RFA of OOs has been extensively reported in the past[19],[20],[21],[22] with success rates approaching 100%. The key to successful treatment of OOs is complete removal or destruction of the tumor nidus. Recurrence rates for OOs after surgical resection is 9-28%,[23] as opposed to 7-16% recurrence rates after RFA.[24],[25] However, the likelihood for recurrence or incomplete removal is increased for OOs located in anatomic areas that are technically difficult to access, such as the acetabulum, femoral head and neck.[21] Additionally, the presence of sensitive structures adjacent to the ablation zone may prevent the application of maximum power needed to accomplish complete destruction of the nidus.

Very few papers have reported RFA of OOs in unusual locations. Moreover, none of them have used techniques to protect sensitive structures adjacent to the ablation zone. However, Akhlaghpoor et al. reported limited skin burns in a case of a phalangeal OO ablation.[26] This was anticipated in our case of metacarpal OO ablation and adequate skin protection was ensured by a D5W fluid buffer in the subcutaneous tissues and placing a cold bag of D5W on the skin.

Garge et al.,[27] reported radial nerve paralysis in their series of OO ablations. We anticipated this complication while ablating the OOs in the posterior femur and glenoid and minimized the risk of nerve injury by infusing fluid through the 20 G needles placed adjacent to the ablation zones in both cases. Most patients with OO are of the younger age group and any deficit from nerve injury could limit the child's future potential. Therefore, this should be of primary focus of the operator performing the ablation.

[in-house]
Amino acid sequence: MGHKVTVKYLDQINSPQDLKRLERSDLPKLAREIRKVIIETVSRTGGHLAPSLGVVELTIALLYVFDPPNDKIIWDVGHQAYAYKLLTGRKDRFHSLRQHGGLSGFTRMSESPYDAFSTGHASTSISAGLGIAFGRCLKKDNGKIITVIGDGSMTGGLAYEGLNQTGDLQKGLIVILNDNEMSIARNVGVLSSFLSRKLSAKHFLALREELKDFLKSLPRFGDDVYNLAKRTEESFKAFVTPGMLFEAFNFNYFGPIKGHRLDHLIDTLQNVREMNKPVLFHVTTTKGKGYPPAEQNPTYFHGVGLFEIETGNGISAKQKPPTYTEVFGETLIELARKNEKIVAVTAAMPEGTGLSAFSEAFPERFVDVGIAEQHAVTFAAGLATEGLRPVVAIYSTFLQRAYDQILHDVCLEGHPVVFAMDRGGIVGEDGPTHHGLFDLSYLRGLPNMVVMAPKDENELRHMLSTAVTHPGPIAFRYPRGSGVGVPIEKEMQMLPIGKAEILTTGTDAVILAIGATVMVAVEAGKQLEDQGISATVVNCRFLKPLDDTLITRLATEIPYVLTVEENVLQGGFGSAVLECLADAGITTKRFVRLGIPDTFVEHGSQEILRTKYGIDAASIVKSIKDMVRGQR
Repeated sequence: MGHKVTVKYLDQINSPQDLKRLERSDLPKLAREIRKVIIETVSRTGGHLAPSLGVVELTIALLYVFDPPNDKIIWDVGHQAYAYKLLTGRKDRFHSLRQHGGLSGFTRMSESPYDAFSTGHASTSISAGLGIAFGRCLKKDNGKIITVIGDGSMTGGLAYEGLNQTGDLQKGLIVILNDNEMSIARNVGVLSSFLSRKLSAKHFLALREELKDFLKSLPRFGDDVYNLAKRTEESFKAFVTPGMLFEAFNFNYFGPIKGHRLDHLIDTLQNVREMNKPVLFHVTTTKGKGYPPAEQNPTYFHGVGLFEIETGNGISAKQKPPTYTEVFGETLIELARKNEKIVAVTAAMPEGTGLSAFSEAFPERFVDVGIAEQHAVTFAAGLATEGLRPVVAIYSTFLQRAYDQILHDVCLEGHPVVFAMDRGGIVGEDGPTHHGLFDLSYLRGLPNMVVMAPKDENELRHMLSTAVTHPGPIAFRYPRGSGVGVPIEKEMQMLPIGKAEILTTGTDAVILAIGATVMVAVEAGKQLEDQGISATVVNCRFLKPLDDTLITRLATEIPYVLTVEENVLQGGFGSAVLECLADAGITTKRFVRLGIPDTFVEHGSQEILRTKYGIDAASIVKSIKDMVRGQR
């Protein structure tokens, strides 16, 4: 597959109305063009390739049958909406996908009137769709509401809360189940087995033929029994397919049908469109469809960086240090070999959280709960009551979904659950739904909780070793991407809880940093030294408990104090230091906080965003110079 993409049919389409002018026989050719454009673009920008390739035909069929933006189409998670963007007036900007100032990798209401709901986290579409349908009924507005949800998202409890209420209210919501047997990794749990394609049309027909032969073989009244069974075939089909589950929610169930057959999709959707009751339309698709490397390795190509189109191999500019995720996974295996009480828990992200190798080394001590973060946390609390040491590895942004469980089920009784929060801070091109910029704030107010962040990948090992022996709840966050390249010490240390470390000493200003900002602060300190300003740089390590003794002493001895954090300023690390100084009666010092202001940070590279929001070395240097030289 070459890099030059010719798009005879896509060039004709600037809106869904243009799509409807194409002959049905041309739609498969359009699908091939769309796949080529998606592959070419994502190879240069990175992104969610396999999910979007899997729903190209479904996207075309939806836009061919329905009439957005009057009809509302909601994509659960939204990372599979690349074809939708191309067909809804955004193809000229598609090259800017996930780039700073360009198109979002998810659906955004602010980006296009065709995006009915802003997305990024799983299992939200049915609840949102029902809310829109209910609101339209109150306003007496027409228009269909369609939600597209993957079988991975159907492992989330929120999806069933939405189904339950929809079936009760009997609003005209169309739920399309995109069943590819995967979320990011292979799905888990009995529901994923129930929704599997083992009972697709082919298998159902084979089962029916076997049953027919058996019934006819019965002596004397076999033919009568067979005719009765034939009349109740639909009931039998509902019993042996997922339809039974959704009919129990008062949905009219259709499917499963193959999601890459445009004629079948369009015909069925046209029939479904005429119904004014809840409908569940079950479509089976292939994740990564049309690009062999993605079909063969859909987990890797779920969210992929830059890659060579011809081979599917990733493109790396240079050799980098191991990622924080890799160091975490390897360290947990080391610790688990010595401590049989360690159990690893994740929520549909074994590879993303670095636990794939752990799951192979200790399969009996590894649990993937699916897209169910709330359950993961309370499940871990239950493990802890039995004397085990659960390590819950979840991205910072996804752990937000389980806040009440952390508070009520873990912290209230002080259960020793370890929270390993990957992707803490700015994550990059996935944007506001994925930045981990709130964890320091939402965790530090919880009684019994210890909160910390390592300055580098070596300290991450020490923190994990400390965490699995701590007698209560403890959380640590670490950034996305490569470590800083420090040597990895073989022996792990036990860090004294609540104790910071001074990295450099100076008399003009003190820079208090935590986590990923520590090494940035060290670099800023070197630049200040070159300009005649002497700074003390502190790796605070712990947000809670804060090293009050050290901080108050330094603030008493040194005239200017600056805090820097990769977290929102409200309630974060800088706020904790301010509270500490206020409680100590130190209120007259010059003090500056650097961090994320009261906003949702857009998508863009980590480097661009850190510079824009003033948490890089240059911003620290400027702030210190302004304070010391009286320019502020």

The femoral head OO is unusual, as only a few cases have been reported.[28] Articular cartilage injury is possible with this location and care should be taken not to traverse the articular cartilage to reach the OO. The antero-lateral approach was therefore used in the femoral head OO, to stay away from the articular cartilage and neurovascular bundle.

Since RFA uses alternating current to induce tissue necrosis, continuous infusion of ionic solutions, like normal saline, with an intent to protect critical structures may actually extend the electrical conductivity in these tissues, thus potentially exposing them to thermal injury.[29] Hence, we used D5W infusion (which is nonionic) to protect critical structures adjacent to the ablation zone.

The study is limited by its retrospective design, small sample size and absence of control subjects who did not get the protective techniques utilized in the study subjects.

   Conclusion Top

RFA has been proven to be an effective and safe option for treatment of OOs in the common locations. It is generally recommended to have a 1 cm safety margin between the RF probe and any critical structures in the vicinity. However, with OOs in atypical locations, this may not be always possible and hence additional techniques may be needed to ensure protection of the surrounding sensitive structures and also allow for effective ablation.


We acknowledge Joanne Cassani, our Director of Research, and Salwa Ali for their assistance in coordinating this publication.

Declaration of patient consent

The authors certify that they have obtained all appropriate patient consent forms. In the form the patient(s) has/have given his/her/their consent for his/her/their images and other clinical information to be reported in the journal. The patients understand that their names and initials will not be published and due efforts will be made to conceal their identity, but anonymity cannot be guaranteed.

Financial support and sponsorship


Conflicts of interest

There are no conflicts of interest.

   References Top

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Correspondence Address:
Dr. Ambarish P Bhat
One Hospital Drive, Columbia, MO 65212
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Source of Support: None, Conflict of Interest: None

DOI: 10.4103/ijri.IJRI_259_19

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  [Figure 1], [Figure 2], [Figure 3], [Figure 4]